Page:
From the first time I attempted to make a purchase in Afghanistan, it was clear to me that this was not a country of price takers. That is, sellers don’t have set prices that give customers the option of “take it or leave it.” In Canada, that’s pretty much how the economy works but for a few things like cars. You don’t go to Walmart expecting to negotiate prices (unless you’re one of thooose people).
In Afghanistan, the price you pay for something depends on a whole bunch of variables, and everyone I’ve talked to seems to be figuring out their own strategy for getting a good deal.
“Please my friend, come look!,” called the Afghan watch seller from behind several dozen Rolexes. Already knowing that I have a watch addiction and I’m at least curious, I decided to look. I said right away that “I don’t really need a watch.” Just to make sure he doesn’t get too excited that he’s going to make an easy sale, I dash his hopes right from the beginning, “I know these are very expensive but thank you anyway.” “NO NO, these are very good quality,” he reassures me while filling both my hands with different watches to look at, ensuring I can’t get away that easily. I’ve come to realize this more and more, but we “westerners” (the average Canadian, at least) are more interested in price right away. The Afghan sellers here are more interested in getting you to like something right away before mentioning price. Whether it’s scarves, carpets, watches, woodwork, or anything else, the negotiation of price comes at the end after you’ve picked what you like.
I’d be naive to go in to this without at least having talked to others about what they paid for watches or at least going with other people and listening to their negotiation first. Having an idea what these two watches were worth and already having researched a bit about the quality of these knockoff brands, I found what I liked. I hit him with it, “What’s your best price for these two?” That’s the most common way of asking for his price and also trying to bring him a bit lower than his already high starting point. It’s normal for the starting price to be at least double or triple what you end up paying in the end. It just takes time and a bit of polite argument. “No, that’s too expensive. I’ll look again next week,” I tell him as my legs start to fall asleep sitting cross-legged on his carpet across from him. There’s no way he’d let me go at this point, “wait, OK…” he rubs his beard as he brings his price a little lower. “I can’t really afford that for these, maybe I’ll just do one today,” I tell him. Still not wanting to miss out on the sale of two watches, he comes down even lower and we get close to a price I’m OK with. Just because I know this price range is still a great profit margin for him and I think I can still get a better deal, I offer something just a bit lower and stand my ground. He says a few different things trying to make me feel guilty and telling me that this is almost the price he pays for them (yeah, right!). But I know since it’s been a short-ish negotiation (some can take a long time) this price is still good for him. I stand my ground until he just goes for it. “Sorry, this is the highest I can pay for these,” I tell him. “OK, Sir. Thank you so much,” he smiles with excitement. “Just, please Sir. Don’t tell anybody the price,”he asks me. “Of course. I won’t. I promise” I tell him.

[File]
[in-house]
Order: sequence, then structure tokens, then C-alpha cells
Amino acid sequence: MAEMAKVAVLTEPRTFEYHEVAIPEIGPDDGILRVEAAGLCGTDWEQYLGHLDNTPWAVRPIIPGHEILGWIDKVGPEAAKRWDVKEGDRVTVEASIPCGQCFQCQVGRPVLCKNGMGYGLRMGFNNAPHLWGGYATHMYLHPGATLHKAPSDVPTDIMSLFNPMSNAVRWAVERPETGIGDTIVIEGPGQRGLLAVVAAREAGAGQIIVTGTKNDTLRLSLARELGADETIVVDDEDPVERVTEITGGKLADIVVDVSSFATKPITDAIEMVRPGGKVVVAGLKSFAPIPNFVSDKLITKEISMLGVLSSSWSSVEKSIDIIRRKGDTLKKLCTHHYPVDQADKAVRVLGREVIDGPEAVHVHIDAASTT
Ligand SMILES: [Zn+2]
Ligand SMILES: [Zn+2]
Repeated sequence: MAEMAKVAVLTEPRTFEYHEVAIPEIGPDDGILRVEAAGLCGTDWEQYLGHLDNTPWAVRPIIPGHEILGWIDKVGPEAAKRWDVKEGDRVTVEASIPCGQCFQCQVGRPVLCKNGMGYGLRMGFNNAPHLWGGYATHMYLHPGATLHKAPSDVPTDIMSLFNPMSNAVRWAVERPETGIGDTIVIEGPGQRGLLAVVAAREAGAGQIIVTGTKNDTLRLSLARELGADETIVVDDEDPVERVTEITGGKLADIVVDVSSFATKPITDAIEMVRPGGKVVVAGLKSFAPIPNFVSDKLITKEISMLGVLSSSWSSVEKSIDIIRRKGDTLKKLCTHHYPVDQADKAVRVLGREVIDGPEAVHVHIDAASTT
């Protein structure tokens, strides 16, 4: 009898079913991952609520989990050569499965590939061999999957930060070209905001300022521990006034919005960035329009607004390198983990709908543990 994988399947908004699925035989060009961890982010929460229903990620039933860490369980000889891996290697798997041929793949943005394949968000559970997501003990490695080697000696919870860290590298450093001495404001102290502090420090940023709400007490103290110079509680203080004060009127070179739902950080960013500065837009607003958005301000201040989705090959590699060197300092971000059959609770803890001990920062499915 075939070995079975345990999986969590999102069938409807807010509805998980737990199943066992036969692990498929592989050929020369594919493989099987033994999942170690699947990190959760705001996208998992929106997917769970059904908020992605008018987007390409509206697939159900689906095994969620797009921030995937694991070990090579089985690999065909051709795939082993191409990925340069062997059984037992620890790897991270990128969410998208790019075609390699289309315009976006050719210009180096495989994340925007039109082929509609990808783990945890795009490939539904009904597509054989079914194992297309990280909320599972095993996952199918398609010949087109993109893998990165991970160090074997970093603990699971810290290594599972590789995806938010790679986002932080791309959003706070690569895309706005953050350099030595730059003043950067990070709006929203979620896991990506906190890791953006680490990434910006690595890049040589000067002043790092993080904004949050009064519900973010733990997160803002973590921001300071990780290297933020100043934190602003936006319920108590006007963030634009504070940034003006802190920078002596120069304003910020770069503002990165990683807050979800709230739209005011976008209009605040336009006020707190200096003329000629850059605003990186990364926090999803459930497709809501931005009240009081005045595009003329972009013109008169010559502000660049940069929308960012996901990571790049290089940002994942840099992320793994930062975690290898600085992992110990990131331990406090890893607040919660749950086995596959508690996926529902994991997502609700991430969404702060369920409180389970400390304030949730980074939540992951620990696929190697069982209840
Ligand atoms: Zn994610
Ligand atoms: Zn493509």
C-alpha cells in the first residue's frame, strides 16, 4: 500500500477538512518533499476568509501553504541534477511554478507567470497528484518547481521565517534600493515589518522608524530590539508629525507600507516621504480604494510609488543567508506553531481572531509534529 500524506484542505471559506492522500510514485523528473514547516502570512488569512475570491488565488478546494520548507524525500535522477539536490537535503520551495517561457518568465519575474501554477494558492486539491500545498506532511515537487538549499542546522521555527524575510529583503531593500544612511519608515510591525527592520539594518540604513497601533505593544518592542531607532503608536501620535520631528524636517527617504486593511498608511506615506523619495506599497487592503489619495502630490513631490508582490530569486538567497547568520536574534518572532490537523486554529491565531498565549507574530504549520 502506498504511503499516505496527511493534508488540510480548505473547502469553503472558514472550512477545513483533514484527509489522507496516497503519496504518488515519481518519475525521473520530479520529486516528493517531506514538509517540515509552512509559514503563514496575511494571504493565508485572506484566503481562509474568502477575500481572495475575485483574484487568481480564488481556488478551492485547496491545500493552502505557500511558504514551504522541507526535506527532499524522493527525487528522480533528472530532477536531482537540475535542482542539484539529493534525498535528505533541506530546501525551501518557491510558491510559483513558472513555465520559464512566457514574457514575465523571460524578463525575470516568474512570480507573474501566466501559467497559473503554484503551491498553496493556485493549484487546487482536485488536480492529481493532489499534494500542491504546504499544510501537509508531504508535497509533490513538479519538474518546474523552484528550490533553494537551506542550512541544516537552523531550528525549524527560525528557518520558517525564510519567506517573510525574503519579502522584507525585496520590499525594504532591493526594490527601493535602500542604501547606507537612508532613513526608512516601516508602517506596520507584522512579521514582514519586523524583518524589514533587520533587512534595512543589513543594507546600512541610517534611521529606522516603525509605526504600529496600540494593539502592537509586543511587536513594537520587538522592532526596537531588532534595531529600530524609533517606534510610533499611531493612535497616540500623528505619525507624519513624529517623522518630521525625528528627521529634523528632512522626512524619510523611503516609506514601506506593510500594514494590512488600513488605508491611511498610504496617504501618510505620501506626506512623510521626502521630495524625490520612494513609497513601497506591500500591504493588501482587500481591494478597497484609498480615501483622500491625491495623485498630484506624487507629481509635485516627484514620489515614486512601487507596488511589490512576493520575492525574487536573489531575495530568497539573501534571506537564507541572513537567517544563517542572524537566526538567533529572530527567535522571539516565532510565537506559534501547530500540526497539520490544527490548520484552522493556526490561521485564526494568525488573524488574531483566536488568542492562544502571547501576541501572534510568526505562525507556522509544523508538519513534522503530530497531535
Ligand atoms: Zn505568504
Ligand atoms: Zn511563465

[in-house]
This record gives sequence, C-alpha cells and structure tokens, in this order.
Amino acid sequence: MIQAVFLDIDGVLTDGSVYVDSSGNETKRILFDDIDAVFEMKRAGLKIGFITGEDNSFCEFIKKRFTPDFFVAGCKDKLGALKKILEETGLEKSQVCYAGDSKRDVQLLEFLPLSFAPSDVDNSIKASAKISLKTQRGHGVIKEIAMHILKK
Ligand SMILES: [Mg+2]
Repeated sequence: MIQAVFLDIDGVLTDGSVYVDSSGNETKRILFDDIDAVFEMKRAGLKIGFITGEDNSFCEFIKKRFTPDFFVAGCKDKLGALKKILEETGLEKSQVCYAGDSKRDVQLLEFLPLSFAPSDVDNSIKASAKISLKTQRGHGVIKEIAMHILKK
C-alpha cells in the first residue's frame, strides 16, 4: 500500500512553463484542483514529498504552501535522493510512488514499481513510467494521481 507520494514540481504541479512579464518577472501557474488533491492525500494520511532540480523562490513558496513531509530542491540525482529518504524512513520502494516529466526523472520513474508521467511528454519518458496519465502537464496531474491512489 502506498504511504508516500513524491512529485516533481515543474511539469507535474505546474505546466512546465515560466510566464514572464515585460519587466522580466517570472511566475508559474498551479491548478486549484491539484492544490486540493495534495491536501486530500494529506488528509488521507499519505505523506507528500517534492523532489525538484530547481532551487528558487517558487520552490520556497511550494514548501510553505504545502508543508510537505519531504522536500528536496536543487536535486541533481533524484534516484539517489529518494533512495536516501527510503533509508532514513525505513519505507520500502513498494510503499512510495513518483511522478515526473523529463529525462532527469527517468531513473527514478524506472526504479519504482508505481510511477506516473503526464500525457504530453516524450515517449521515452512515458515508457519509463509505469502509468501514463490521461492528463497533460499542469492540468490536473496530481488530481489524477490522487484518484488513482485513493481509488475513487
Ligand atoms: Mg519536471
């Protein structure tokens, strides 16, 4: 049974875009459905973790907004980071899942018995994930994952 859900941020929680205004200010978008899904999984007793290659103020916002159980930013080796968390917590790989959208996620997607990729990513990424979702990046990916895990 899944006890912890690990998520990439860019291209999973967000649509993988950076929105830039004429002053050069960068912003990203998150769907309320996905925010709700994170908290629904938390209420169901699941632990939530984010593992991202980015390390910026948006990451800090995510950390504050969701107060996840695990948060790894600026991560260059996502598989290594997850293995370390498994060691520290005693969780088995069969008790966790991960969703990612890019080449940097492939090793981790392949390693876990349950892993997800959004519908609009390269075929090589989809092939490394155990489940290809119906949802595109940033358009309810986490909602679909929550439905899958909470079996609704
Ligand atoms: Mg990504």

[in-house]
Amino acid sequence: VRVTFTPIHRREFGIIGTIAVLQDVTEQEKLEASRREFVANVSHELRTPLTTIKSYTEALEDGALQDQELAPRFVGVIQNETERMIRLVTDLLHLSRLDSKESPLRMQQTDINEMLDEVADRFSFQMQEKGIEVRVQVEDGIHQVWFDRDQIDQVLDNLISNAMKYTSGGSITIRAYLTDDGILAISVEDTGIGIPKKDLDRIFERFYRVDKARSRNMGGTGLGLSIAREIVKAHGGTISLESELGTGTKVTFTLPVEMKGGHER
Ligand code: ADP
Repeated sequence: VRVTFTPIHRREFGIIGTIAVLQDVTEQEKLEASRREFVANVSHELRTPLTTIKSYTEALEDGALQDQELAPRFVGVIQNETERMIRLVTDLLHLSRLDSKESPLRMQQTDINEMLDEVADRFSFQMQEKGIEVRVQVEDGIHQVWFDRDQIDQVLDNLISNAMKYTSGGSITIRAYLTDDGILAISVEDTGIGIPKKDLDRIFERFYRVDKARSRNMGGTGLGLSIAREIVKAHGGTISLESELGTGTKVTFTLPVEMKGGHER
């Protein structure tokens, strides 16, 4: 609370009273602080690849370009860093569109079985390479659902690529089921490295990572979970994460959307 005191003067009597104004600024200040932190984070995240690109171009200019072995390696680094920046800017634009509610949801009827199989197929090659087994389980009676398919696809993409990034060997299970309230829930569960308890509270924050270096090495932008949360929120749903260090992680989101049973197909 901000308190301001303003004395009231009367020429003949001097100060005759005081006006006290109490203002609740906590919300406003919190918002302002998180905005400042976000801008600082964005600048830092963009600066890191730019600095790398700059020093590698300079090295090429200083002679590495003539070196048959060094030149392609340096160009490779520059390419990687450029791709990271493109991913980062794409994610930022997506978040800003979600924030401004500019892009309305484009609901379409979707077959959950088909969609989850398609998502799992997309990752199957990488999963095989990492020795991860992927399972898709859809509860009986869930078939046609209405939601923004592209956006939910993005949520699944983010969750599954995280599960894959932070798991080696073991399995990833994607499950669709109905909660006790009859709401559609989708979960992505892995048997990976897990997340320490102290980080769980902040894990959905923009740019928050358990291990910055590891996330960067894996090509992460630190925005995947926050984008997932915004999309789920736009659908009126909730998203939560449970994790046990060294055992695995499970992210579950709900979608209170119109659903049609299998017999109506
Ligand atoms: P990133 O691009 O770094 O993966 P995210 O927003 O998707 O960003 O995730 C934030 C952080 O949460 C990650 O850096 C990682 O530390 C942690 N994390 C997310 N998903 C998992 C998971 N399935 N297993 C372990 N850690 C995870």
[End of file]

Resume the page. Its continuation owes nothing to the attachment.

Going from a disappointed and worried look on his face while we negotiate price to pure happiness with handshakes and full hugs (Yes, Afghans hug a lot!) in a second, I know we both got a good deal. I’m happy, and he’s happy, and the experience of negotiating is priceless. They seem to always ask you at the end, “You happy?” “Yes, Sir. Thank you so much. I’m very happy. Take care!” I tell him. “You too, my friend!” he says.
I hope to post more about these bargains in the future. Our bazaar is always interesting with all kinds of neat things for sale. Do you think you’d be more open to negotiating and bargaining in stores where prices “seem” to be set in stone? What are your experiences with negotiating?
Happy bargain hunting!